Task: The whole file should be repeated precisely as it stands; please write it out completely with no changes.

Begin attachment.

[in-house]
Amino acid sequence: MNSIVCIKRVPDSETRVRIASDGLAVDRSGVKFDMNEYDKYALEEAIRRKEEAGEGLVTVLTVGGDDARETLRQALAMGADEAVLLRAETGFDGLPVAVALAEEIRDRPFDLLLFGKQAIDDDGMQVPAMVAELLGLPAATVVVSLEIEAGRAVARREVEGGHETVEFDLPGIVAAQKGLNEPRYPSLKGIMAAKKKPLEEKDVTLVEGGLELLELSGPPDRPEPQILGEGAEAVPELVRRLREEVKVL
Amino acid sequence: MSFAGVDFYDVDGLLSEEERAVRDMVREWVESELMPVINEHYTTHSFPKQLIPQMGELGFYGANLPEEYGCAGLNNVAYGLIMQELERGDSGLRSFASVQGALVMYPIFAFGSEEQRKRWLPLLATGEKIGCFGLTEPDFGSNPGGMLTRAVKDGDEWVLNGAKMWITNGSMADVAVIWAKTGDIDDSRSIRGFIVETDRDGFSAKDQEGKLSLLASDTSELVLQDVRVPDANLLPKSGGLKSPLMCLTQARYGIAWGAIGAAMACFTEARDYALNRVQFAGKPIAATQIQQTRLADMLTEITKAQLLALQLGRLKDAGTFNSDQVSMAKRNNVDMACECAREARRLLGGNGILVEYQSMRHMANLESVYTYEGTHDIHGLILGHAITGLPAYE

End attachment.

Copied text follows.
[in-house]
Amino acid sequence: MNSIVCIKRVPDSETRVRIASDGLAVDRSGVKFDMNEYDKYALEEAIRRKEEAGEGLVTVLTVGGDDARETLRQALAMGADEAVLLRAETGFDGLPVAVALAEEIRDRPFDLLLFGKQAIDDDGMQVPAMVAELLGLPAATVVVSLEIEAGRAVARREVEGGHETVEFDLPGIVAAQKGLNEPRYPSLKGIMAAKKKPLEEKDVTLVEGGLELLELSGPPDRPEPQILGEGAEAVPELVRRLREEVKVL
Amino acid sequence: MSFAGVDFYDVDGLLSEEERAVRDMVREWVESELMPVINEHYTTHSFPKQLIPQMGELGFYGANLPEEYGCAGLNNVAYGLIMQELERGDSGLRSFASVQGALVMYPIFAFGSEEQRKRWLPLLATGEKIGCFGLTEPDFGSNPGGMLTRAVKDGDEWVLNGAKMWITNGSMADVAVIWAKTGDIDDSRSIRGFIVETDRDGFSAKDQEGKLSLLASDTSELVLQDVRVPDANLLPKSGGLKSPLMCLTQARYGIAWGAIGAAMACFTEARDYALNRVQFAGKPIAATQIQQTRLADMLTEITKAQLLALQLGRLKDAGTFNSDQVSMAKRNNVDMACECAREARRLLGGNGILVEYQSMRHMANLESVYTYEGTHDIHGLILGHAITGLPAYE